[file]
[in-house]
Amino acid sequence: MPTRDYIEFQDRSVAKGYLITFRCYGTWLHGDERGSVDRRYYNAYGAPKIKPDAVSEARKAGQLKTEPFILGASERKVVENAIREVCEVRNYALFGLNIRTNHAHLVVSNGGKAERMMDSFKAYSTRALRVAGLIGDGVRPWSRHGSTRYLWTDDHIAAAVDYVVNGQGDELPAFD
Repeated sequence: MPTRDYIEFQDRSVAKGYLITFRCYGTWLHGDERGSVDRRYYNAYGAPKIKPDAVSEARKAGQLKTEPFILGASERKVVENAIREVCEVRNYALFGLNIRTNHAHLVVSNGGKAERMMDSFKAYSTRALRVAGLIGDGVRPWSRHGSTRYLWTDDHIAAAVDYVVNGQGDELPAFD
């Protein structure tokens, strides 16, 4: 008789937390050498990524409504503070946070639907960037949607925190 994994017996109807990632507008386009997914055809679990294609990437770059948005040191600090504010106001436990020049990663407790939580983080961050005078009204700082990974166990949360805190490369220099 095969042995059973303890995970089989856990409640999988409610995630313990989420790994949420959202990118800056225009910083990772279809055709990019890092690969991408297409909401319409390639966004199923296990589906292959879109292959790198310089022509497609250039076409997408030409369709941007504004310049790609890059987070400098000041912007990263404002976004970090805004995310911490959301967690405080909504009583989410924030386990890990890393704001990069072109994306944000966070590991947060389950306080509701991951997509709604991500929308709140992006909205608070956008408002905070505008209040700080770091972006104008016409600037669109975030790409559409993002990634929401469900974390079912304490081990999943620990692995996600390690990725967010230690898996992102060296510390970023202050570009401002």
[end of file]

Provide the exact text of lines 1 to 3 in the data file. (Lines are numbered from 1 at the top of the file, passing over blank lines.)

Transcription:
[in-house]
Amino acid sequence: MPTRDYIEFQDRSVAKGYLITFRCYGTWLHGDERGSVDRRYYNAYGAPKIKPDAVSEARKAGQLKTEPFILGASERKVVENAIREVCEVRNYALFGLNIRTNHAHLVVSNGGKAERMMDSFKAYSTRALRVAGLIGDGVRPWSRHGSTRYLWTDDHIAAAVDYVVNGQGDELPAFD
Repeated sequence: MPTRDYIEFQDRSVAKGYLITFRCYGTWLHGDERGSVDRRYYNAYGAPKIKPDAVSEARKAGQLKTEPFILGASERKVVENAIREVCEVRNYALFGLNIRTNHAHLVVSNGGKAERMMDSFKAYSTRALRVAGLIGDGVRPWSRHGSTRYLWTDDHIAAAVDYVVNGQGDELPAFD